The following facts taken from the Complaint are accepted as true. On April 7, 2015 at about 6:30 pm, Plaintiff Jack Aaron Pierce (Plaintiff) was sleeping in the passenger's seat of a vehicle parked in front of a residence in Valencia County, New Mexico. (Compl. ¶ 12.) Plaintiff's friend, Sharon Hopkins, was sitting in the driver's seat of the vehicle. (Id. ¶ 13.) The Complaint alleges that suddenly and without warning, multiple Valencia County Sheriff's Department (VCSD) patrol units pulled up directly behind the vehicle and in “an aggressively violent, threatening and insolent manner block[ed] and prevent[ed] their vehicle from having any ability to move whatsoever.” (Id. ¶ 14.) Defendants Sean Laursen (Deputy Laursen) and James Harris (Deputy Harris) (together, the Deputies), “with their weapons unholstered, ” approached each side of the vehicle and ordered Plaintiff and Ms. Hopkins to raise their hands. (Id. ¶ 15.) Ms. Hopkins was ordered to exit the vehicle, which she did through the driver's window because the driver's side door was inoperable. (Id.) Plaintiff awoke and became confused upon seeing Ms. Hopkins climbing out of the window. Deputy Harris was standing by Ms. Hopkins' driver's side door with his weapon drawn when he ordered her to sit on the ground away from the vehicle. (Id. ¶ 17.)

         The Deputies ordered Plaintiff to raise his hands and remain in the vehicle. However, Plaintiff was then ordered to exit the vehicle. (Id.) Deputy Laursen, who was standing near the passenger's side of the vehicle, holstered his firearm, drew his taser, and pointed the taser at Plaintiff's face through the open window. (Id. ¶ 18.) Plaintiff's passenger's side door was blocked, and Plaintiff could not exit the vehicle. (Id.)

         Plaintiff, confused and afraid, tried to explain that he and Ms. Hopkins were just sitting in the vehicle “minding their own business and that they had not done anything wrong or illegal.” (Id. ¶ 19.) During the encounter, the Deputies never stated “they were in possession of any warrant nor did they offer a warrant number or reason whatsoever for their aggressive” actions. (Id. ¶¶ 20, 26, 30.) Plaintiff “carefully and respectfully attempted to move Defendant Laursen's taser away from his face with his right hand.” (Id. ¶ 21.) Deputy Laursen, however, “grabbed Plaintiff Pierce's right wrist injuring it as he cleared a path between Plaintiff Pierce's face and his taser weapon.” (Id.) While Deputy Laursen held Plaintiff's wrist, Plaintiff “was able to move the remainder of his body toward the center of the vehicle and away from the taser as Defendant Laursen pointed it through the window while persisting with his unlawful physical detaining of Plaintiff Pierce's right wrist.” (Id. ¶ 22.)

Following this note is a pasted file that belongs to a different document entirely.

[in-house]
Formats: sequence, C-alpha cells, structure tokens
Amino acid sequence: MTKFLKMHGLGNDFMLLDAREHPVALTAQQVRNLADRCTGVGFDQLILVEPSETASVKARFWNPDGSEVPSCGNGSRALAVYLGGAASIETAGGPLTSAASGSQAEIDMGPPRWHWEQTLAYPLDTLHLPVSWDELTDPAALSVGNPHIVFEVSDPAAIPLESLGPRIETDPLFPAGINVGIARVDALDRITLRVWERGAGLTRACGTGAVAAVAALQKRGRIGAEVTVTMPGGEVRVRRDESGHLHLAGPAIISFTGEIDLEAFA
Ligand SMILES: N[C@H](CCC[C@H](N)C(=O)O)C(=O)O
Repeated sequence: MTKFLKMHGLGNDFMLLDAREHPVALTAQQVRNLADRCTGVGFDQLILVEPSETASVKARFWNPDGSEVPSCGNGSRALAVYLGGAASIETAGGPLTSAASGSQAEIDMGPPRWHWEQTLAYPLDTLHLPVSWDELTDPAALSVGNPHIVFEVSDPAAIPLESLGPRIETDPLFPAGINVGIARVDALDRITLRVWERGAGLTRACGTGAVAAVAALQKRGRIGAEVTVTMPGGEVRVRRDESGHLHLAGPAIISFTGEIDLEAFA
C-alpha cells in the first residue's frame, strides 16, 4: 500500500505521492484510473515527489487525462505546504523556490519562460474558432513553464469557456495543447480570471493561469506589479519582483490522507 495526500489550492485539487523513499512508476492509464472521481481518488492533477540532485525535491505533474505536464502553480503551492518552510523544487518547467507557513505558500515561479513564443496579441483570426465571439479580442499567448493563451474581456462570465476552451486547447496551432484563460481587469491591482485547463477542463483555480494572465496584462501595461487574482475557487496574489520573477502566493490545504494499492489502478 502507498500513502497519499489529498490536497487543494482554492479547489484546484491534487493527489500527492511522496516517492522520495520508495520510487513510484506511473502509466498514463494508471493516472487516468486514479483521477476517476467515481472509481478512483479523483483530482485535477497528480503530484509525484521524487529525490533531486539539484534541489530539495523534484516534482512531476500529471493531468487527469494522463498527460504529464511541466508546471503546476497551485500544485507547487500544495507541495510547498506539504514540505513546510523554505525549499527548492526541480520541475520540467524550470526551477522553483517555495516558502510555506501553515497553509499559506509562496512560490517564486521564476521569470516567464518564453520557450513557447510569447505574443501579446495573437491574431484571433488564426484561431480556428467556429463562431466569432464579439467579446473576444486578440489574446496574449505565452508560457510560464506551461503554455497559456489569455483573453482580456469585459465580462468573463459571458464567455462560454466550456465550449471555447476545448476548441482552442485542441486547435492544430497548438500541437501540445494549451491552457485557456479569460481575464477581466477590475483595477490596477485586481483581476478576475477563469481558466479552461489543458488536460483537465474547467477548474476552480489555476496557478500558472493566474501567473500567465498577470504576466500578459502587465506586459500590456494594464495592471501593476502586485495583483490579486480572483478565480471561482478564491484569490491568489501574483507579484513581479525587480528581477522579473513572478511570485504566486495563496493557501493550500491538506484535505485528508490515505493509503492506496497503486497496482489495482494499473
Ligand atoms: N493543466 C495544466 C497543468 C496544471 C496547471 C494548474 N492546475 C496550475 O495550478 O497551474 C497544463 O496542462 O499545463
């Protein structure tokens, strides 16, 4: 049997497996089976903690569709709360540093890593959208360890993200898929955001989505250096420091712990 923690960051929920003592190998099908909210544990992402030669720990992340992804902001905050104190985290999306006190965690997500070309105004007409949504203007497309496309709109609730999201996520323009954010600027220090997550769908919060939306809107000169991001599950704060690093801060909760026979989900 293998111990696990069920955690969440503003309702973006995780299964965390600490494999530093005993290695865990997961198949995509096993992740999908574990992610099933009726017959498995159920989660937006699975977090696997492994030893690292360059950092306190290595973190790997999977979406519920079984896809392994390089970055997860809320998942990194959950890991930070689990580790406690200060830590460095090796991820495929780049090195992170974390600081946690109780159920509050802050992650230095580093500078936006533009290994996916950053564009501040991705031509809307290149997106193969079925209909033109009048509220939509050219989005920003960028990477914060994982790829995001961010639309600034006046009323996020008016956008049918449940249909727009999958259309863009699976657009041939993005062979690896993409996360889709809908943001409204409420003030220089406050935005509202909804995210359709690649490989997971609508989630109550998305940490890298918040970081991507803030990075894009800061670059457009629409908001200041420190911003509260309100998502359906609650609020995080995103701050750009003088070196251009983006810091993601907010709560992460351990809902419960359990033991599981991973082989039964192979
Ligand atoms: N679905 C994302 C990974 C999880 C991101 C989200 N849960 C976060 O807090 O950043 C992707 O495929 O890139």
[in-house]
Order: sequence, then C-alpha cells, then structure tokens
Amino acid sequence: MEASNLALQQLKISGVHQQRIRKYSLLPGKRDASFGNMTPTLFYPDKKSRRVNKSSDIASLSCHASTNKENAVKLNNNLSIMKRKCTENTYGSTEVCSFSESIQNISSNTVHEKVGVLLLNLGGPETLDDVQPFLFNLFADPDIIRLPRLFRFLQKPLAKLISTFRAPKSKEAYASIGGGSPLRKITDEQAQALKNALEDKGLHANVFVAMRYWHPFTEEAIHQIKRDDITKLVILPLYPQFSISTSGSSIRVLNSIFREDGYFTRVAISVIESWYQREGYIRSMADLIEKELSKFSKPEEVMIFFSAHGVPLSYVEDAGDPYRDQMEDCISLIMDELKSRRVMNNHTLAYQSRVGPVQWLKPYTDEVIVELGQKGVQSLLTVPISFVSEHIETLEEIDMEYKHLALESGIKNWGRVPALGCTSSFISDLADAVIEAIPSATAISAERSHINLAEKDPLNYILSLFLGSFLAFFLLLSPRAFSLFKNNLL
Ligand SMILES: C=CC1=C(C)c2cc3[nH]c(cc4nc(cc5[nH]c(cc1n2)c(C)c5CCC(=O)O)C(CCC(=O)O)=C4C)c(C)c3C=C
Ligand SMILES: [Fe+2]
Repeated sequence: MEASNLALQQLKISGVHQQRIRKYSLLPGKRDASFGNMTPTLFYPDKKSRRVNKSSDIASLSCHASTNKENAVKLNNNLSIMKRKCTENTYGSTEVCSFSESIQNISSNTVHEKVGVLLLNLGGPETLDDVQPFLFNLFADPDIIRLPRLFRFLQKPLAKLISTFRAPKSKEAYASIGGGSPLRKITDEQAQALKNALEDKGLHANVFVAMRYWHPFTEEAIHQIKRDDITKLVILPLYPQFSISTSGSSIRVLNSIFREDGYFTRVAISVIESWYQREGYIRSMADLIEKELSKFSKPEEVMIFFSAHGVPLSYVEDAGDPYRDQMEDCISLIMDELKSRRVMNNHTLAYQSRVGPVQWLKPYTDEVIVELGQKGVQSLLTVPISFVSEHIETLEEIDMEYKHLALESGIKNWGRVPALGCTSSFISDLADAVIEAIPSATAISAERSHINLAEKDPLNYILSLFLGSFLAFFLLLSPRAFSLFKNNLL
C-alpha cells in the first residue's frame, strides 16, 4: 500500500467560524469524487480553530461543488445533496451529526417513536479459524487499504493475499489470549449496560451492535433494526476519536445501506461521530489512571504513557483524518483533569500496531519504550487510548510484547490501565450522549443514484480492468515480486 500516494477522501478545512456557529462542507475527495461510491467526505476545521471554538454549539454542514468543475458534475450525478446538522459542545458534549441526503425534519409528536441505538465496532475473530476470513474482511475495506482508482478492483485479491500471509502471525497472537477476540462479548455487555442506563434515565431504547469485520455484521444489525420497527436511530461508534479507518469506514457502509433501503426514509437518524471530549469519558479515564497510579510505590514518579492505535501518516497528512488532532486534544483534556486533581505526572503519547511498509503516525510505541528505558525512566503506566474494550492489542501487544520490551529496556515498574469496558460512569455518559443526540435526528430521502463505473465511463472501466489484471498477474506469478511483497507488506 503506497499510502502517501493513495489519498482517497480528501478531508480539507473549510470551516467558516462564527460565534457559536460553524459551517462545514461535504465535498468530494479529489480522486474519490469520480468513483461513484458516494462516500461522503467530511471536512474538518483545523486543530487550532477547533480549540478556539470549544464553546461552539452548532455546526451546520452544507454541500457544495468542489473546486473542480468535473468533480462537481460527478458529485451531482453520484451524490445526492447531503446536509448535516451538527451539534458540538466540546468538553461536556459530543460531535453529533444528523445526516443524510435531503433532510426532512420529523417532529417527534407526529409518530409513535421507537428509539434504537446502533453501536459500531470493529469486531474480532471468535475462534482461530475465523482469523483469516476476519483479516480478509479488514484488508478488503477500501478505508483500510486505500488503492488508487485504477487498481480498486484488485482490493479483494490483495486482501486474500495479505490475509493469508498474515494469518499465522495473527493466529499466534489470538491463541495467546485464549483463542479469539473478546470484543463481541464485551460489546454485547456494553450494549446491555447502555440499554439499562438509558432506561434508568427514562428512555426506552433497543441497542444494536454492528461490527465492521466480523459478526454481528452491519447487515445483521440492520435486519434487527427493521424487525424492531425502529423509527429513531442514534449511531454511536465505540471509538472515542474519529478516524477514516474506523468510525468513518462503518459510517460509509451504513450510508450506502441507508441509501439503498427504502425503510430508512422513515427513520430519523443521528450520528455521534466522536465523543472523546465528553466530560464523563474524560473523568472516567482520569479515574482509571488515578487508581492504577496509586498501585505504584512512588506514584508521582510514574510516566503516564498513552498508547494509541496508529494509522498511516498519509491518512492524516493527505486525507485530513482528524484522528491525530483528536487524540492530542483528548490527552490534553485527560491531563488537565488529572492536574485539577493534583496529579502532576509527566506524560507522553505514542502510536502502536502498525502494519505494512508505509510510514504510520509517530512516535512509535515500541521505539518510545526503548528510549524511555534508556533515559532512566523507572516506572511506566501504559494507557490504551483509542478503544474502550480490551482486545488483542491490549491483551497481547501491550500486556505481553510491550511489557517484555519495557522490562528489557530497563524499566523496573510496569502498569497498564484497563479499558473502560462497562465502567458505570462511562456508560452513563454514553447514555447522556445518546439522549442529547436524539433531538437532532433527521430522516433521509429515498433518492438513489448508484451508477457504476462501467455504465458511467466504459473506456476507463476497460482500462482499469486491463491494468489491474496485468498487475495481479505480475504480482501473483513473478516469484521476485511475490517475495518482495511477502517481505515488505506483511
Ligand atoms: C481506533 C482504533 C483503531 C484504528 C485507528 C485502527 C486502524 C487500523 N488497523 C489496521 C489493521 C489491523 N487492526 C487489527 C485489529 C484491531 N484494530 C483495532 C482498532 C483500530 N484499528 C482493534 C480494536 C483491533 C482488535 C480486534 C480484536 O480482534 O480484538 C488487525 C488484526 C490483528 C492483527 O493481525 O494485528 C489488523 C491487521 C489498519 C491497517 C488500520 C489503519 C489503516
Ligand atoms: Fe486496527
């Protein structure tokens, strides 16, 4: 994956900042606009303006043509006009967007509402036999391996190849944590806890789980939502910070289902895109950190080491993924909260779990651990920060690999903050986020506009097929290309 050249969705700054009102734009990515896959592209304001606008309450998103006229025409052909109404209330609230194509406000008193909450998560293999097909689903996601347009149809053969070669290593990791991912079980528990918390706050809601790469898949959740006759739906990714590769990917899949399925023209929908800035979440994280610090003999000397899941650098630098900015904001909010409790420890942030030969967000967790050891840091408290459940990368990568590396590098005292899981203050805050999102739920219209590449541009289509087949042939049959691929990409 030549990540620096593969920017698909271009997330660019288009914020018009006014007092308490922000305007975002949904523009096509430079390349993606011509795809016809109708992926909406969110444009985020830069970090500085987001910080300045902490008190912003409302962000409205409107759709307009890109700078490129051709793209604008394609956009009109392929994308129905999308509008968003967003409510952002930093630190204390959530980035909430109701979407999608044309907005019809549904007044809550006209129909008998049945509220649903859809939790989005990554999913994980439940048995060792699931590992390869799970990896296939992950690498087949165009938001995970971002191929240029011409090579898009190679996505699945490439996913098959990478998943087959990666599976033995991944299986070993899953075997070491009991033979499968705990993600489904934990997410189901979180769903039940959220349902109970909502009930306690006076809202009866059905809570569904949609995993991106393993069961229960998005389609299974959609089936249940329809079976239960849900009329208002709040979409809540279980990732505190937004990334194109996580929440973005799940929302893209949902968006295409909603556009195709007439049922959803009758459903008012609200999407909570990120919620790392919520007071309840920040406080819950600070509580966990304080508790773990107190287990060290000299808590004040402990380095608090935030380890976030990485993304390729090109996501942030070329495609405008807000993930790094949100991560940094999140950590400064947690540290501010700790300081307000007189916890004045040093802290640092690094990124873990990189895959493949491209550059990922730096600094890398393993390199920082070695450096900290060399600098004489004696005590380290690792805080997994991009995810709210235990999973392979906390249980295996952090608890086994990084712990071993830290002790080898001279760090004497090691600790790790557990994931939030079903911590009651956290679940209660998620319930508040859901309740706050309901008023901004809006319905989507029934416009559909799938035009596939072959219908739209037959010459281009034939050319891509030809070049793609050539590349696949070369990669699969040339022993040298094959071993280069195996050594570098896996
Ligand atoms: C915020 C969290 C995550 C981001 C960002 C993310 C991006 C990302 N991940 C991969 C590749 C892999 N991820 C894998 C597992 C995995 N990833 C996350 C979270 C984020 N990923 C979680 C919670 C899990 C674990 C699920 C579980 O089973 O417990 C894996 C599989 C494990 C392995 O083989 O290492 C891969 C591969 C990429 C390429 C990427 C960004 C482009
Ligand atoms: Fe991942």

Apparently, another officer yelled “taser him, ” and Deputy Laursen fired his taser at Plaintiff's face. (Id. ¶ 23.) Plaintiff was able to shield his face with his other hand “where it was met with the taser prong causing injury.” (Id.) Deputy Laursen then “moved his entire upper body into the vehicle through the passenger side window stunning Plaintiff Pierce's body multiple times with the stun option of the taser, causing additional injury.” (Id.)

         Deputy Harris “entered the back seat of the vehicle through the right rear door where he was able to apply a choke hold” on Plaintiff causing additional injury. (Id. ¶ 24.) While Plaintiff was being held in the choke hold, Deputy Laursen drew his baton and began violently swinging at Plaintiff “striking him on portions of his arms, head and body causing further serious injury.” (Id. ¶ 25.) While still in the vehicle, Plaintiff was “tasered and or body stunned (sic) at least two more times.” (Id. ¶ 27.) Plaintiff denies resisting arrest or physically battering the Deputies. (Id.)

         Plaintiff was then “violently, and without purpose, dragged out of the vehicle through the passenger side window where he was forcefully thrown to the ground bleeding and in pain[.]” (Id. ¶ 28.) While on the ground, Plaintiff was handcuffed, “kicked in the face and head by Defendants, kneeled on by Defendants and then watched from the ground while Defendants and other VCSD deputies celebrated and unlawfully searched Plaintiff's vehicle.” (Id. ¶ 29.) The Deputies did not offer to render first aid. (Id.) In a “desperate attempt to prevent further battery and injury by Defendants, … Plaintiff told the Defendants Laursen and Harris there were drugs in the house they were at.” (Id.)

         After several minutes elapsed, an ambulance arrived, and medical personnel attempted to assess and treat Plaintiff's injuries. (Id. ¶ 31.) During the medical assessment, the Deputies “continued to hurry medical personnel to finish with Plaintiff Pierce slandering him by stating he deserved everything he got, that he was a murderer and fired guns at children, that Plaintiff Pierce was fit for incarceration and that the ambulance service was simply dispatched as a procedural requirement only and for no other reason.” (Id.) Medical personnel provided “very little medical treatment … despite Plaintiff Pierce's request to go to the hospital.” (Id. ¶ 32.)

         Plaintiff was transported to the Valencia County Detention Center (VCDC), but “the Detention Center personnel refused to book Plaintiff Pierce as a result of the severity of his many bodily injuries.” (Id. ¶ 33.) Deputy Laursen took Plaintiff to Los Lunas Medical clinic “where he received just enough treatment to stop the bleeding from the injuries he ...